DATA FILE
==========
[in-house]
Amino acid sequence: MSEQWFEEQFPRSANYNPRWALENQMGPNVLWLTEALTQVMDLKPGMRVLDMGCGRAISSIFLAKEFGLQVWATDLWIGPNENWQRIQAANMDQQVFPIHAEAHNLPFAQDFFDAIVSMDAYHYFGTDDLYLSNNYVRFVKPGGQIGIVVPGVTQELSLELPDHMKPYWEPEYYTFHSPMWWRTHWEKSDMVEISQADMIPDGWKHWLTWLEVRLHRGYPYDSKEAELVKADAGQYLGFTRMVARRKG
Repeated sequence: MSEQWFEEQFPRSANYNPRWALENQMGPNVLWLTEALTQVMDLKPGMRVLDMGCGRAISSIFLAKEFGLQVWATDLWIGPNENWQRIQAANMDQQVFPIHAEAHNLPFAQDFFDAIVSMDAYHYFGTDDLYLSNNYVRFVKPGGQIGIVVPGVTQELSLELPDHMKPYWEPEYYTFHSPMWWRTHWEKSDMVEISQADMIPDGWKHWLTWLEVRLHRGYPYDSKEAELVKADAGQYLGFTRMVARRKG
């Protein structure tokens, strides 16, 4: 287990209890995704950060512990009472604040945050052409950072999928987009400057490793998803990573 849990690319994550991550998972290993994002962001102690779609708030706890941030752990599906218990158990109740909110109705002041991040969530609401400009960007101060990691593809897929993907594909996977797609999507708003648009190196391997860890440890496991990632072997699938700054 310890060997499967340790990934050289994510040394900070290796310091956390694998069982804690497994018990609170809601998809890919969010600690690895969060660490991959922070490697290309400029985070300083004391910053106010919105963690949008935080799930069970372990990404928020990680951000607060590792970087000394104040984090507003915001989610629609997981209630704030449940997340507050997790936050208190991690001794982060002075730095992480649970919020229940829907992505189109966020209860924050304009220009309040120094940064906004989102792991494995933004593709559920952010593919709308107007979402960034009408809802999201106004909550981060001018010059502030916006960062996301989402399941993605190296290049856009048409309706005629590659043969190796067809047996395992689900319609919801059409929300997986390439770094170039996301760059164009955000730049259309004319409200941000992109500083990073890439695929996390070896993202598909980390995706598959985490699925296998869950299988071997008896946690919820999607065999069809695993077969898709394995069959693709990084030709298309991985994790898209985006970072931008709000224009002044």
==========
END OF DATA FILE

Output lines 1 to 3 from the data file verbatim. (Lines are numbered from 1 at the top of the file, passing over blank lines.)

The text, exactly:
[in-house]
Amino acid sequence: MSEQWFEEQFPRSANYNPRWALENQMGPNVLWLTEALTQVMDLKPGMRVLDMGCGRAISSIFLAKEFGLQVWATDLWIGPNENWQRIQAANMDQQVFPIHAEAHNLPFAQDFFDAIVSMDAYHYFGTDDLYLSNNYVRFVKPGGQIGIVVPGVTQELSLELPDHMKPYWEPEYYTFHSPMWWRTHWEKSDMVEISQADMIPDGWKHWLTWLEVRLHRGYPYDSKEAELVKADAGQYLGFTRMVARRKG
Repeated sequence: MSEQWFEEQFPRSANYNPRWALENQMGPNVLWLTEALTQVMDLKPGMRVLDMGCGRAISSIFLAKEFGLQVWATDLWIGPNENWQRIQAANMDQQVFPIHAEAHNLPFAQDFFDAIVSMDAYHYFGTDDLYLSNNYVRFVKPGGQIGIVVPGVTQELSLELPDHMKPYWEPEYYTFHSPMWWRTHWEKSDMVEISQADMIPDGWKHWLTWLEVRLHRGYPYDSKEAELVKADAGQYLGFTRMVARRKG